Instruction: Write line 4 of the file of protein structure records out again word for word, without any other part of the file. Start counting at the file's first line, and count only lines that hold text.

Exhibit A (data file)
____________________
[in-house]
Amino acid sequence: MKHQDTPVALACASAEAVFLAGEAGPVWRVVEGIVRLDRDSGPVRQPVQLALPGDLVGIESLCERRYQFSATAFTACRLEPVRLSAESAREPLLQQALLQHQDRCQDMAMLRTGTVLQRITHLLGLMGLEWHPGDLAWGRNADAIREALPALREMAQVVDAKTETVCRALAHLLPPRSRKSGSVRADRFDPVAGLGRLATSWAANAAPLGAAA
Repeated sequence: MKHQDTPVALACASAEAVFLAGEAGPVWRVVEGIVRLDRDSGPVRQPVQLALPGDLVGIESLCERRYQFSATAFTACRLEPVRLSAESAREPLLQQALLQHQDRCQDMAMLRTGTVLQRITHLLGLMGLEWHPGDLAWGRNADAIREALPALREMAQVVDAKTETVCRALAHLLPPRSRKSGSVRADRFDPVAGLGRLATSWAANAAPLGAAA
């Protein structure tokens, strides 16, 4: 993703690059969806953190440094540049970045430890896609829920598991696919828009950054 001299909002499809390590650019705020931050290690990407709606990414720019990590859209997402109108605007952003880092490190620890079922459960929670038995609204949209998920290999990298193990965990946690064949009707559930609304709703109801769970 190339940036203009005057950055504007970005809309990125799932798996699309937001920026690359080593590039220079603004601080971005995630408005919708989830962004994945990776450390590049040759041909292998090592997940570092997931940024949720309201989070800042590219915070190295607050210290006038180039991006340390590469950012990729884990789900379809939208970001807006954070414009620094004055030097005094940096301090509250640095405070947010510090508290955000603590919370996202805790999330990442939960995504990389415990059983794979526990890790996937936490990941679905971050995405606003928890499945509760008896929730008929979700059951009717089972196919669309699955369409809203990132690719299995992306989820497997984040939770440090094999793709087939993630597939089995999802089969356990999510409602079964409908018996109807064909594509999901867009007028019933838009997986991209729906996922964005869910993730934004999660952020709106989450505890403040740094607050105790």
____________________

């Protein structure tokens, strides 16, 4: 993703690059969806953190440094540049970045430890896609829920598991696919828009950054 001299909002499809390590650019705020931050290690990407709606990414720019990590859209997402109108605007952003880092490190620890079922459960929670038995609204949209998920290999990298193990965990946690064949009707559930609304709703109801769970 190339940036203009005057950055504007970005809309990125799932798996699309937001920026690359080593590039220079603004601080971005995630408005919708989830962004994945990776450390590049040759041909292998090592997940570092997931940024949720309201989070800042590219915070190295607050210290006038180039991006340390590469950012990729884990789900379809939208970001807006954070414009620094004055030097005094940096301090509250640095405070947010510090508290955000603590919370996202805790999330990442939960995504990389415990059983794979526990890790996937936490990941679905971050995405606003928890499945509760008896929730008929979700059951009717089972196919669309699955369409809203990132690719299995992306989820497997984040939770440090094999793709087939993630597939089995999802089969356990999510409602079964409908018996109807064909594509999901867009007028019933838009997986991209729906996922964005869910993730934004999660952020709106989450505890403040740094607050105790």